The coolest things to do in Lisbon

Search for bargains at Feira da Ladra

the coolest things to do in lisbon The coolest things to do in Lisbon feira da ladra 300x225

What is it? This is the Lisbon equivalent to Madrid’s El Rastro or London’s Portobello Market. Feira da Ladra started in the 13th century and moved around town, before setting up camp at its current Campo de Santa Clara location in 1903.

Why go? If you enjoy pottering around flea markets when you’re on holiday, go to Feira da Ladra. There’s a bit of everything there, from socks to second-hand books to vintage silk handkerchiefs every Tuesday and Saturday.

Try the best Portuguese food at Time Out Market Lisboa

the coolest things to do in lisbon The coolest things to do in Lisbon Portuguese food at Time Out

What is it? More than 40 spaces with the leading representatives in all the food categories that help make Lisbon what it is – and tastes – all together under one roof.

Why go? Have you ever heard of curated burgers? Curated nigiri? Curated pizzas, sandwiches or even curated cod? Probably not. After all, Time Out Market is the first market in the world where everything has been chosen, tasted and tested (with four or five stars, and not one star less) by an independent panel of city experts: Time Out’s own journalists and critics. It has over 40 restaurants, a shop selling Portuguese products, a cooking academy, a bar, a club and a showroom. Definitely an unmissable stop.

See the sunset at

the coolest things to do in lisbon The coolest things to do in Lisbon sunset at Park 300x143

What is it? This sprawling rooftop bar on a multi-storey car park at the south-western corner of the Bairro Alto gets packed on warm evenings.

Why go? Okay, it sounds weird. But at Park, drinks are available on the sixth floor, so you’ll be far from the actual cars. Phones at the ready – the view it has over Lisbon is one of the most instagrammables, as are the cocktails. Plus, there are usually DJs to liven things up. A relative newcomer, this sprawling rooftop bar on a multi-storey car park at the south-western corner of the Bairro Alto gets packed on warm evenings. Beautiful young things chat amid giant pot plants, swaying to a DJ-driven soundtrack of jazz, soul and funk.

Take a forest bath in Monsanto Park

the coolest things to do in lisbon The coolest things to do in Lisbon Monsanto Park 300x191

What is it? How about a public park like Central Park, do you have one? We do.

Why go? We do. Actually, we have a park that’s three times the size of that New-York icon – yes, three times. Walking, running, riding a bike or skating, have a picnic, take photographs, drawing or dating are some of the suggestions we have to pass the time in this green field that’s so big that you lose sight of where it begins and where it ends.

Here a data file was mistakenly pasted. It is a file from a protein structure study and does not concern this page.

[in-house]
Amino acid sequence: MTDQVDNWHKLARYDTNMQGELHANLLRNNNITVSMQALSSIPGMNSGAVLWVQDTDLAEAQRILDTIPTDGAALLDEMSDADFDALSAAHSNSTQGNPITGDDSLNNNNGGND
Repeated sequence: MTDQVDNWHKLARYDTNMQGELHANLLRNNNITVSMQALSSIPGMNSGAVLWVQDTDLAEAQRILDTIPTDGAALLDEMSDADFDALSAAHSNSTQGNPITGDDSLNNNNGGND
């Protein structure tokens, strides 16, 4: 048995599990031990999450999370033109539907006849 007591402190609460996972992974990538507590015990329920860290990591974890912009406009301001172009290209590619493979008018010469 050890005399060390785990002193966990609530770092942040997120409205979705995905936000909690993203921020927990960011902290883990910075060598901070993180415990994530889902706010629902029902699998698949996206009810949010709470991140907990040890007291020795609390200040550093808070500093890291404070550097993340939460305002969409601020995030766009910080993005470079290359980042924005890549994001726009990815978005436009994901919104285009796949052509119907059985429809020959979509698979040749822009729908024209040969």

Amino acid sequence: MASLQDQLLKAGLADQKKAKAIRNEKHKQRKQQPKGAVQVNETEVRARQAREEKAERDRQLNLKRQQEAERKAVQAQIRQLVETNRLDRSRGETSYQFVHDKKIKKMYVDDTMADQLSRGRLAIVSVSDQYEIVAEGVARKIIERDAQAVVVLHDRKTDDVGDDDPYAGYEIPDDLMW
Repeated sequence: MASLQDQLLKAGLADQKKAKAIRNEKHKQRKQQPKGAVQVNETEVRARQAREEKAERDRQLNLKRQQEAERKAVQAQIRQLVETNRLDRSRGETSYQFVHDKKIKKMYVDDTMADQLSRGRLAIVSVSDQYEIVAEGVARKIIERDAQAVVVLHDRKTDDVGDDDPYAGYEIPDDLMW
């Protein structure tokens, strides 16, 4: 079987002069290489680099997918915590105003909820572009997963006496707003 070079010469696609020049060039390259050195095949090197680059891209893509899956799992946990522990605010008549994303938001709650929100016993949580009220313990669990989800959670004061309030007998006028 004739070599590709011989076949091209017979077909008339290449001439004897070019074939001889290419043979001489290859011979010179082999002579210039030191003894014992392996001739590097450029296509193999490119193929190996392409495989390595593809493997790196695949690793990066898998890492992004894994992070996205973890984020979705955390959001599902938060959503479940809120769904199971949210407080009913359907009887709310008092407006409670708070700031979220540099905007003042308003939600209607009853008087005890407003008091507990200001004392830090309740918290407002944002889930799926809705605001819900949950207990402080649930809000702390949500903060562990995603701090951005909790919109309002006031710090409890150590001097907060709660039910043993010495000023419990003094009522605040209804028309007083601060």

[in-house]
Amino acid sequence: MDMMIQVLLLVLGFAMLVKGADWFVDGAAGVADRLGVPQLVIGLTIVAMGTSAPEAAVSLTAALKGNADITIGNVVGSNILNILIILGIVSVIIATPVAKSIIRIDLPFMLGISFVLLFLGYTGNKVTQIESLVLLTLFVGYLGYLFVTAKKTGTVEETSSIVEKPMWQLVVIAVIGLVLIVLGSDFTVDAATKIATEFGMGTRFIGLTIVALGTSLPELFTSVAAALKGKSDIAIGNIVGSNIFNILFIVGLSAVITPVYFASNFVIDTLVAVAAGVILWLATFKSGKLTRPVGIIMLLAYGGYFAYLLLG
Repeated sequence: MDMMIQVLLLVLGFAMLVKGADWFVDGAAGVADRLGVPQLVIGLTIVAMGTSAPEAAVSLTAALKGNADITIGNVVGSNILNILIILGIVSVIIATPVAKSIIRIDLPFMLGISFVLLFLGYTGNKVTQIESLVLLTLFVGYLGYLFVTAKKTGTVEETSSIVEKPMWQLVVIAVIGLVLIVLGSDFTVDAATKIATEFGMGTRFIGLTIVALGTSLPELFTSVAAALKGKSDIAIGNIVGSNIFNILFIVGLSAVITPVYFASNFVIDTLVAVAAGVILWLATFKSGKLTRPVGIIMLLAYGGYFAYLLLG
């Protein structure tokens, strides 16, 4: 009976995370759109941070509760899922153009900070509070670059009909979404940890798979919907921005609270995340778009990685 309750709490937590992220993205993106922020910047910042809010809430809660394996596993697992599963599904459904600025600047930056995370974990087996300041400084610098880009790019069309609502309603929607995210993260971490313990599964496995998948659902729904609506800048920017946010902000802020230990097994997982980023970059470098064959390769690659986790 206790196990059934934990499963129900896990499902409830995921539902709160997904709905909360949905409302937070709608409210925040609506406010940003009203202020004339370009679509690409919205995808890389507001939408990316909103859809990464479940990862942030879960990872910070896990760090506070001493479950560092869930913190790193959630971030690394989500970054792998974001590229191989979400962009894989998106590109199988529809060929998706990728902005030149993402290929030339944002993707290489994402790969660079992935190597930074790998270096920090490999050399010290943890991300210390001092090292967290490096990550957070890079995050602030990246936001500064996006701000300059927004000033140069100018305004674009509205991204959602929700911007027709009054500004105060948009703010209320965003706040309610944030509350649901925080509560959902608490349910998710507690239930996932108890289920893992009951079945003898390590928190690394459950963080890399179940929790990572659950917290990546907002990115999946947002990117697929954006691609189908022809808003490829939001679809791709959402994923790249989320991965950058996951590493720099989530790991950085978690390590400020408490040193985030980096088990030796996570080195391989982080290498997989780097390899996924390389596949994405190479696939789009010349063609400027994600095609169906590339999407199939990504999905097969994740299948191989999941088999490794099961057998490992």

Spend the day — and night — at Casa Independentethe coolest things to do in lisbon The coolest things to do in Lisbon at Casa Independente 300x211

What is it? Casa Independente opened 
in 2012, just as the city centre square, Largo do Intendente, was becoming a destination
 of choice for a night out on the town.

Why go? In a decaying mansion that has housed all manner of clubs and associations over the past century or so, this is the latest (and probably the liveliest) incarnation. The large front ‘Tiger Room’ hosts gigs and DJ sets, there are various small rooms that are good for a chat or a spot of work on your tablet, and the café and back patio are great places to relax.

Go for a drink at Rive-Rougethe coolest things to do in lisbon The coolest things to do in Lisbon Rive Rouge 300x225

What is it? You can find Rive-Rouge, the heir to Lux Frágil, at Time Out Market.

Why go? The design is unusual with red lighting, metallic structures, high tables and benches here. It’s not massive, but don’t despair, there’s still plenty of space for booty-shaking when the music starts.

Lear about History of Art at Calouste Gulbenkian Museum

the coolest things to do in lisbon The coolest things to do in Lisbon Calouste Gulbenkian Museum 300x173

What is it? One of Europe’s leading fine arts museums, with exhibits dating from 2000 BC to the early 20th century.

Why go? Save time for the final room and its breathtaking glass and metal art nouveau jewellery by René Lalique. Audio-guides are available in English, French, Spanish and Portuguese to help you get the most from the experience. There are also excellent temporary exhibitions, with pieces lent by institutions around the world. Downstairs is an art library (which often hosts midday classical recitals on Sundays), an excellent café and a small gift shop.

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